How Much Gaming is Too Much Gaming?

Video games are everywhere. If you have children between the ages of 7 and 18, then they’ve probably already been significantly exposed to gaming. And while a small gaming hobby is nothing to worry about, it’s easy for it to balloon into a full-fledged addiction.

The Symptoms of a Video Game Addiction

“Studies show that a significant percentage of children may be addicted to video games, culminating in ‘gaming disorder’ being added to the International Classification of Diseases by the World Health Organization,” PrivacyParent explains.

Video game addiction is classified by compulsive gaming that causes significant changes in other areas of a child’s life. Signs and symptoms include:

  • Spending hours at a time playing video games, largely without breaks or interaction with the outside world.
  • Significant changes in personal hygiene.
  • Rapid weight gain, chronic headaches, eyestrain, and soreness in finger and wrist joints.
  • Withdrawal from friends and family
  • Serious anger and frustration at not being allowed to play video games for brief periods of time.

“Like any other compulsive disorder, video game addiction can have severe negative consequences,” PsychGuides explains. “Though most of the symptoms listed above have short-term effects, they can lead to more severe long-term repercussions if not addressed properly.”

Setting Rules and Boundaries for Children

Whether you suspect a video game addiction in your child or want to prevent one from developing, here are some recommended rules and boundaries:

  1. Be Clear About Ownership

You need to be very clear from the start that you are the one who owns the gaming system and video games. You purchased the system for your child and can just as easily take it away. When it’s your system – not your child’s – you have a lot more leverage.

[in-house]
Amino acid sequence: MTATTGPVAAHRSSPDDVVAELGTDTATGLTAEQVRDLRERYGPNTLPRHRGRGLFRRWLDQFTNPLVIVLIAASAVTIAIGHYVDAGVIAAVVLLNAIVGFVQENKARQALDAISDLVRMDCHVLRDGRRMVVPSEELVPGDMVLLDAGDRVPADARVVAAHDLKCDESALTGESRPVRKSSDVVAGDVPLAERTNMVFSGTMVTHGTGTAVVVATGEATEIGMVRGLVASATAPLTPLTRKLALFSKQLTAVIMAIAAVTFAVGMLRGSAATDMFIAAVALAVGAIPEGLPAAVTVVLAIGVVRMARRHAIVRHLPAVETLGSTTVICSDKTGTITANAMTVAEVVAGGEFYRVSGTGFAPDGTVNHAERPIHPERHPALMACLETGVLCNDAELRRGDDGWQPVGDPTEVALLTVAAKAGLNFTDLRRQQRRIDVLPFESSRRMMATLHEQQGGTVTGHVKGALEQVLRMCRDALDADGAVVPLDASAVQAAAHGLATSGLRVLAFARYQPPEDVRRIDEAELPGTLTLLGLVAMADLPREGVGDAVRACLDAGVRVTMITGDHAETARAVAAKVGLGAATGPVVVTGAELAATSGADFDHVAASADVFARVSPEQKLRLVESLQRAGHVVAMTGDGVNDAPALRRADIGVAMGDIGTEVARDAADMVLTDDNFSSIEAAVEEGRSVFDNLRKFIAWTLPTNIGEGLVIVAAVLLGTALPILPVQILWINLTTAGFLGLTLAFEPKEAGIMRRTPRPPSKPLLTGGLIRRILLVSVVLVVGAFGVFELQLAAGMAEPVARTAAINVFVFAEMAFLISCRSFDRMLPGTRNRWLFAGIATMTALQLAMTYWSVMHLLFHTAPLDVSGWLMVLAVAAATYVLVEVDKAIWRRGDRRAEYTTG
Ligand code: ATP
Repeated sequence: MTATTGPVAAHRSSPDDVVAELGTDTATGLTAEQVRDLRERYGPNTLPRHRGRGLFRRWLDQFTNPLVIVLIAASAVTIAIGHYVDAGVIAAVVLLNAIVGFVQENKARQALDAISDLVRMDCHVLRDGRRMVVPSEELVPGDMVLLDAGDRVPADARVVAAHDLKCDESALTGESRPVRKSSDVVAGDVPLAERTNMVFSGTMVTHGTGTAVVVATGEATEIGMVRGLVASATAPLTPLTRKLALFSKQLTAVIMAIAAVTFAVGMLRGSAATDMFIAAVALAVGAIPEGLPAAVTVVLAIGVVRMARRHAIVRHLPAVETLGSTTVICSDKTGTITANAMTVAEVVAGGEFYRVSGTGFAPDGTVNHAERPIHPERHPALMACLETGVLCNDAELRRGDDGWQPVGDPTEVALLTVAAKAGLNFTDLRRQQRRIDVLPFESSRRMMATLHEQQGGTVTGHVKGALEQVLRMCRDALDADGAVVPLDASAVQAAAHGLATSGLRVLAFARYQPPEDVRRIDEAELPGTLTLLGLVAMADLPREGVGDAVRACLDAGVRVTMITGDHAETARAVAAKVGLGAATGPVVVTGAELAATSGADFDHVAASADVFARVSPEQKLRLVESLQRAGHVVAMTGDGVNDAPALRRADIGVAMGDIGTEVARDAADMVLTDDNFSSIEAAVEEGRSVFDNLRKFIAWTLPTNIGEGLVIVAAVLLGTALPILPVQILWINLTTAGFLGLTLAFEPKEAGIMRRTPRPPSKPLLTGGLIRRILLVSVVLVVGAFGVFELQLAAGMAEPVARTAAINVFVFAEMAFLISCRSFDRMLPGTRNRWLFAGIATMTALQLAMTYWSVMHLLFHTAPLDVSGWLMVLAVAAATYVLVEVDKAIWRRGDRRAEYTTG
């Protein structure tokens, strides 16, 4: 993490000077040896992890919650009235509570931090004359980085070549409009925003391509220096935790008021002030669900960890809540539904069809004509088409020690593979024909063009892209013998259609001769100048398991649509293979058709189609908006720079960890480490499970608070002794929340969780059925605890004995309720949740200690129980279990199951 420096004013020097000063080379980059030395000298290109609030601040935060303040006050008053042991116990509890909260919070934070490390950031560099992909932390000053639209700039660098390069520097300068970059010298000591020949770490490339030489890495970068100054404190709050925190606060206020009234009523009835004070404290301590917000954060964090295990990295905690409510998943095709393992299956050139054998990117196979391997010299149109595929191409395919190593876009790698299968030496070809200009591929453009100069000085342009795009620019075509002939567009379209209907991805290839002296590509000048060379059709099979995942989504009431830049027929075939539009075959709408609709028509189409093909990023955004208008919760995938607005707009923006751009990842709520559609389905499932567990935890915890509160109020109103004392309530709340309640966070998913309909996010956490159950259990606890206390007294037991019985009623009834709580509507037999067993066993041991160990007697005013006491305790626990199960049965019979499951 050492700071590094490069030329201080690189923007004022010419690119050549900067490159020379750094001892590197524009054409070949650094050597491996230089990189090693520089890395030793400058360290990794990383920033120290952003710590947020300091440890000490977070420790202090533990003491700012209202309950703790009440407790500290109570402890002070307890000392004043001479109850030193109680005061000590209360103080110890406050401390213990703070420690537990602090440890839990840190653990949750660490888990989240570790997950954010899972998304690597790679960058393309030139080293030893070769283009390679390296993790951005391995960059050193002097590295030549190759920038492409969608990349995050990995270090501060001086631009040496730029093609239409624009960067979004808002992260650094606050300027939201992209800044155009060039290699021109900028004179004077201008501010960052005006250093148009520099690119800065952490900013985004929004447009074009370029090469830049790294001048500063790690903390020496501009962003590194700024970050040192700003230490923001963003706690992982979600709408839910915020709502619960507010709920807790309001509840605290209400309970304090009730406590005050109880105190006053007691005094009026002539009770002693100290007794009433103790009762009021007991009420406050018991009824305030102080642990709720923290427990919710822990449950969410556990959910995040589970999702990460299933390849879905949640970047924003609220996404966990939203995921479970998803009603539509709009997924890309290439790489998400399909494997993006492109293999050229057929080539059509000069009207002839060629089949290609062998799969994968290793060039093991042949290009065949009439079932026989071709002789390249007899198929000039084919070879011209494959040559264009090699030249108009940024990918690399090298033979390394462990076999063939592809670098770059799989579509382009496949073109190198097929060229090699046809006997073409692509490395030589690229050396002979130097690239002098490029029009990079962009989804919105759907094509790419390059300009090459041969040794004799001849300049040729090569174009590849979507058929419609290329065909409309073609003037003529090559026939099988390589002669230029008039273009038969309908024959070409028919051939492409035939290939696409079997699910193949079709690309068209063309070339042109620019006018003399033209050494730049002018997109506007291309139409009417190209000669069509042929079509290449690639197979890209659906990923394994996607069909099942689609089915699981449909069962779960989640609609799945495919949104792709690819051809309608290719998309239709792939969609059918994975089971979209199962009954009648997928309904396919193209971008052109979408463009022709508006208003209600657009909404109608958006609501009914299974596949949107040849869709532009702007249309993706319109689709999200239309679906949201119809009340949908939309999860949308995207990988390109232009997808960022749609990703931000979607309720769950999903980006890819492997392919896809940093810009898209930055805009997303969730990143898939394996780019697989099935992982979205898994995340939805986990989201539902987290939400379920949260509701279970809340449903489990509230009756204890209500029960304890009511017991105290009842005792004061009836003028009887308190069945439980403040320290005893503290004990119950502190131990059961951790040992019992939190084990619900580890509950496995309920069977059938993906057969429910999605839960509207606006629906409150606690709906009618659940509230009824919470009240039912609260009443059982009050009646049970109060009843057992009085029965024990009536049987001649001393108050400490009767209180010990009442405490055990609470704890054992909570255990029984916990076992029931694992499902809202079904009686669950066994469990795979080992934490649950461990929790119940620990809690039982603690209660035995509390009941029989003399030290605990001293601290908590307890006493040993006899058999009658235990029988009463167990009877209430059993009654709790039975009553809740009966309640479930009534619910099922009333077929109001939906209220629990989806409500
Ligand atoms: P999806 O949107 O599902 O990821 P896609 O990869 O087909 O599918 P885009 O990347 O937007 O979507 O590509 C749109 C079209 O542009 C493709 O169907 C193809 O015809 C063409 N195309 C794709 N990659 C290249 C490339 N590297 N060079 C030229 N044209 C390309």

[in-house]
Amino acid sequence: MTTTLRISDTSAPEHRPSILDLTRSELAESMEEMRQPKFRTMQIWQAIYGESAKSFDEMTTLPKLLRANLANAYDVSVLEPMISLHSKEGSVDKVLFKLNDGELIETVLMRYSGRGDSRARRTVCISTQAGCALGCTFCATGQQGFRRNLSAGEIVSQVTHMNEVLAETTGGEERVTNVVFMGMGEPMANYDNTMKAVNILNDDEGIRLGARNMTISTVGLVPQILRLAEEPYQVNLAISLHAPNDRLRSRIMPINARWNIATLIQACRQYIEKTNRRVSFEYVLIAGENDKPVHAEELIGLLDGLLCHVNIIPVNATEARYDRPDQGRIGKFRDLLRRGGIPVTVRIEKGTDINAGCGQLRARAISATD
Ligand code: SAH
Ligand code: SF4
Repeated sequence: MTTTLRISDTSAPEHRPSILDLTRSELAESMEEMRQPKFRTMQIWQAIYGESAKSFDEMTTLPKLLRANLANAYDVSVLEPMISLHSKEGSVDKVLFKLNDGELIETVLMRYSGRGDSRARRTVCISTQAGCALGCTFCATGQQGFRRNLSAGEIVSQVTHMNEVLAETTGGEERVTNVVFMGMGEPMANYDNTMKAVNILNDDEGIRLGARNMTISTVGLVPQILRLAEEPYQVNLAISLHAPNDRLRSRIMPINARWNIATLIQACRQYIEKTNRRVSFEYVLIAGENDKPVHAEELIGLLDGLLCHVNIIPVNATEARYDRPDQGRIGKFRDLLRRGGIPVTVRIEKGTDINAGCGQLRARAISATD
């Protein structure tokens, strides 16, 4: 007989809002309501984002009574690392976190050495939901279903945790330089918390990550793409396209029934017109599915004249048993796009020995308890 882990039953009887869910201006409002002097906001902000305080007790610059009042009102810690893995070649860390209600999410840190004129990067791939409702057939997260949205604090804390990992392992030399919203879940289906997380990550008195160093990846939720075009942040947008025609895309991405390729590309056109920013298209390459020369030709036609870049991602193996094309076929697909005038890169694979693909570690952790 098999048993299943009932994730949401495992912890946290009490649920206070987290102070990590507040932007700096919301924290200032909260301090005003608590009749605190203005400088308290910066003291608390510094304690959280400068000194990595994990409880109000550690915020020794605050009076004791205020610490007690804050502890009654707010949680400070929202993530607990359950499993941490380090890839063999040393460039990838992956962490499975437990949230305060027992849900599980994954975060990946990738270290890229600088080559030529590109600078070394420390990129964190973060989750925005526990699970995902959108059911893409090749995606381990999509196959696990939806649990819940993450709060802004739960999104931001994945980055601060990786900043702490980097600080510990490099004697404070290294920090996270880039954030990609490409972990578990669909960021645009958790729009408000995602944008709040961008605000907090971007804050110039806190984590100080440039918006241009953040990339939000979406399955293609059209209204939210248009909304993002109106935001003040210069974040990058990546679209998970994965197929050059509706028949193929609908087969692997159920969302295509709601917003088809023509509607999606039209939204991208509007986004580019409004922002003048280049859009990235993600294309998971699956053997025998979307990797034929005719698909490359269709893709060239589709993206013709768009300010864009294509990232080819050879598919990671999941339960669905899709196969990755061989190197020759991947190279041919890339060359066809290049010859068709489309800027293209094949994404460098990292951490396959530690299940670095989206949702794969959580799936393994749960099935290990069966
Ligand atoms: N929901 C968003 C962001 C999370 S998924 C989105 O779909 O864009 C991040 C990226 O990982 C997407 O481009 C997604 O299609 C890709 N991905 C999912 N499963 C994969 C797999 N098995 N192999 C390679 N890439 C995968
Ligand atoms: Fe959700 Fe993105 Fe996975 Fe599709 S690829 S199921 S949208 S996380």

1. Set Time Limits

Letting your child self-monitor their own video game usage isn’t a smart plan of attack. You have to set time limits and ensure they’re followed correctly.

Every child and household is different, but try to limit gaming to 30 to 60 minutes per day. Perhaps you’re okay allowing a bit more on the weekends or over holidays, but be wary of allowing hours and hours of gameplay. Not only is it bad for your child’s health, but it’ll quickly feel normal.

  1. Establish a Reward System

Video games should be seen as a privilege, not a right. Make your child work for the opportunity to play. Establishing a reward system where your child gets video game time credited to them based on good grades, chores, and good behavior is better than just allowing them to play. Not only will you see marked improvement in other areas of their life, but they’ll also learn to value their gaming time (rather than using it as a time-waster).

  1. Avoid the Basement

Most kids keep their video game system in the basement or bedroom, but reconsider this in your household. When your child plays video games in isolation, they’re more likely to become addicted. Furthermore, you’re less likely to realize how much gaming they’re doing.

A better option is to place the video game system in the living room. This allows you to monitor exactly which games they’re playing, how much they’re playing, and whether they’re obeying the rules you’ve established.

  1. Get Rid of It

When a child breaks the rules, follow through on consequences. But don’t continue to put up with rebellious behavior. At some point, you simply grab the system and get rid of it. There are plenty of other activities for your child to participate in. Video games don’t need to have a place in your home.

Be an Authoritative Parent

Everyone parents differently. There’s no singular prescription for success. However, research shows that the authoritative style of parenting is best for raising responsible and healthy children.

In terms of video games, authoritative parenting looks like setting clear expectations, identifying boundaries, and implementing consequences for broken rules. It doesn’t look like banning all video games and forcing your child to spend their childhood doing chores around the clock.

Both you and your child have room to grow. Rather than pointing fingers and implementing tyrannical rules, work together to create a plan that’s centered on communication, trust, and moderation. When it’s all said and done, this is the path to raising a healthy child in a digitally saturated world.

 

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